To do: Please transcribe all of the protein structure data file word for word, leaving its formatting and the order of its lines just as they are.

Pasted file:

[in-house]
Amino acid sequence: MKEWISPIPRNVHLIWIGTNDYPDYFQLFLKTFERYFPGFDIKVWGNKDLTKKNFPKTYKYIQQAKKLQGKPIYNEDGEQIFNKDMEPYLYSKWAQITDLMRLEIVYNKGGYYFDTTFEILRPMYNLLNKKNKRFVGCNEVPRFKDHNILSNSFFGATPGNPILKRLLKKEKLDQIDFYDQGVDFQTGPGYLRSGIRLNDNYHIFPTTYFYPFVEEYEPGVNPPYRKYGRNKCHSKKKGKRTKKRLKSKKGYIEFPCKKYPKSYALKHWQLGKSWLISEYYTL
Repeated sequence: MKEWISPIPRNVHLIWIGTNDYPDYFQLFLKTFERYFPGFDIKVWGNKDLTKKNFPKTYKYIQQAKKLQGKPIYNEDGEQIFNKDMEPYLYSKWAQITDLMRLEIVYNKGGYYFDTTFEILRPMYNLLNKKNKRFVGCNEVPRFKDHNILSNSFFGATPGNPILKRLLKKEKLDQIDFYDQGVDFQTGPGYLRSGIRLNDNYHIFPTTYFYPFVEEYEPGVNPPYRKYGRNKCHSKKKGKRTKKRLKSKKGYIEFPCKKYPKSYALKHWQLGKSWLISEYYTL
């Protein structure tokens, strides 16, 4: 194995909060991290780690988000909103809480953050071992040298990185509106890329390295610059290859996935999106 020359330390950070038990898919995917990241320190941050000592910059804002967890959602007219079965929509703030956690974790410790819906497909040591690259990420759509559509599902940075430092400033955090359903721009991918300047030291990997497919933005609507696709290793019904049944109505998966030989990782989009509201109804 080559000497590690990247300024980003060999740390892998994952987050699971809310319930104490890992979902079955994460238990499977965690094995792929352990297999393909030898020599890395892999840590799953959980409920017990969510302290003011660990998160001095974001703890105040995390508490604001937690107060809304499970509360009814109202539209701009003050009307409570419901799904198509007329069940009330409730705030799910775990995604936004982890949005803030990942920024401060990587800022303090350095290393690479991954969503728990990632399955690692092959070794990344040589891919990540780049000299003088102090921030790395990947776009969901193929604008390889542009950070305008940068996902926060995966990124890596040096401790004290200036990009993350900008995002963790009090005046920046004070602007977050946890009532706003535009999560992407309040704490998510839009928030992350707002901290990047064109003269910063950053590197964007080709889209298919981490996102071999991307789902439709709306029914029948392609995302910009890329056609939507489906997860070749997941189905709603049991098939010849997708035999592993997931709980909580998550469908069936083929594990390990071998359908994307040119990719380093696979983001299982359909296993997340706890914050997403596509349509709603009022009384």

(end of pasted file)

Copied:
[in-house]
Amino acid sequence: MKEWISPIPRNVHLIWIGTNDYPDYFQLFLKTFERYFPGFDIKVWGNKDLTKKNFPKTYKYIQQAKKLQGKPIYNEDGEQIFNKDMEPYLYSKWAQITDLMRLEIVYNKGGYYFDTTFEILRPMYNLLNKKNKRFVGCNEVPRFKDHNILSNSFFGATPGNPILKRLLKKEKLDQIDFYDQGVDFQTGPGYLRSGIRLNDNYHIFPTTYFYPFVEEYEPGVNPPYRKYGRNKCHSKKKGKRTKKRLKSKKGYIEFPCKKYPKSYALKHWQLGKSWLISEYYTL
Repeated sequence: MKEWISPIPRNVHLIWIGTNDYPDYFQLFLKTFERYFPGFDIKVWGNKDLTKKNFPKTYKYIQQAKKLQGKPIYNEDGEQIFNKDMEPYLYSKWAQITDLMRLEIVYNKGGYYFDTTFEILRPMYNLLNKKNKRFVGCNEVPRFKDHNILSNSFFGATPGNPILKRLLKKEKLDQIDFYDQGVDFQTGPGYLRSGIRLNDNYHIFPTTYFYPFVEEYEPGVNPPYRKYGRNKCHSKKKGKRTKKRLKSKKGYIEFPCKKYPKSYALKHWQLGKSWLISEYYTL
């Protein structure tokens, strides 16, 4: 194995909060991290780690988000909103809480953050071992040298990185509106890329390295610059290859996935999106 020359330390950070038990898919995917990241320190941050000592910059804002967890959602007219079965929509703030956690974790410790819906497909040591690259990420759509559509599902940075430092400033955090359903721009991918300047030291990997497919933005609507696709290793019904049944109505998966030989990782989009509201109804 080559000497590690990247300024980003060999740390892998994952987050699971809310319930104490890992979902079955994460238990499977965690094995792929352990297999393909030898020599890395892999840590799953959980409920017990969510302290003011660990998160001095974001703890105040995390508490604001937690107060809304499970509360009814109202539209701009003050009307409570419901799904198509007329069940009330409730705030799910775990995604936004982890949005803030990942920024401060990587800022303090350095290393690479991954969503728990990632399955690692092959070794990344040589891919990540780049000299003088102090921030790395990947776009969901193929604008390889542009950070305008940068996902926060995966990124890596040096401790004290200036990009993350900008995002963790009090005046920046004070602007977050946890009532706003535009999560992407309040704490998510839009928030992350707002901290990047064109003269910063950053590197964007080709889209298919981490996102071999991307789902439709709306029914029948392609995302910009890329056609939507489906997860070749997941189905709603049991098939010849997708035999592993997931709980909580998550469908069936083929594990390990071998359908994307040119990719380093696979983001299982359909296993997340706890914050997403596509349509709603009022009384």